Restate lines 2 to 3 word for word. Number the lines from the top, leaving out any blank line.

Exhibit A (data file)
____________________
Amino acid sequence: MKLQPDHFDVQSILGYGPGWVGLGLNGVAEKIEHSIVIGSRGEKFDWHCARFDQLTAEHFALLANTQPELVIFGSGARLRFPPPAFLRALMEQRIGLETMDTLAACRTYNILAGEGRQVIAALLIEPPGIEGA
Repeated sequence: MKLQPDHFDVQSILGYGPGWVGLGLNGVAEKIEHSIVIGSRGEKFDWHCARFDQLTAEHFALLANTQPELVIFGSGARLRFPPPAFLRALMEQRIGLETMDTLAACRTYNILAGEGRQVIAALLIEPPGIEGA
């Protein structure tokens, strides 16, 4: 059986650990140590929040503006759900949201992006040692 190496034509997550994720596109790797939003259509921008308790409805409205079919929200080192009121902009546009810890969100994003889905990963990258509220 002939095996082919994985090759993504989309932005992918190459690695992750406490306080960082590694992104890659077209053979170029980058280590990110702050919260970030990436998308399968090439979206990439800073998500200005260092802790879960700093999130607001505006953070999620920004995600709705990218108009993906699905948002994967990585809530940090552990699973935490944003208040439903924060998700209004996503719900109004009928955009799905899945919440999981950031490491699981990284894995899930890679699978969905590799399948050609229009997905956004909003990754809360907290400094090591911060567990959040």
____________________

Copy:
Repeated sequence: MKLQPDHFDVQSILGYGPGWVGLGLNGVAEKIEHSIVIGSRGEKFDWHCARFDQLTAEHFALLANTQPELVIFGSGARLRFPPPAFLRALMEQRIGLETMDTLAACRTYNILAGEGRQVIAALLIEPPGIEGA
């Protein structure tokens, strides 16, 4: 059986650990140590929040503006759900949201992006040692 190496034509997550994720596109790797939003259509921008308790409805409205079919929200080192009121902009546009810890969100994003889905990963990258509220 002939095996082919994985090759993504989309932005992918190459690695992750406490306080960082590694992104890659077209053979170029980058280590990110702050919260970030990436998308399968090439979206990439800073998500200005260092802790879960700093999130607001505006953070999620920004995600709705990218108009993906699905948002994967990585809530940090552990699973935490944003208040439903924060998700209004996503719900109004009928955009799905899945919440999981950031490491699981990284894995899930890679699978969905590799399948050609229009997905956004909003990754809360907290400094090591911060567990959040």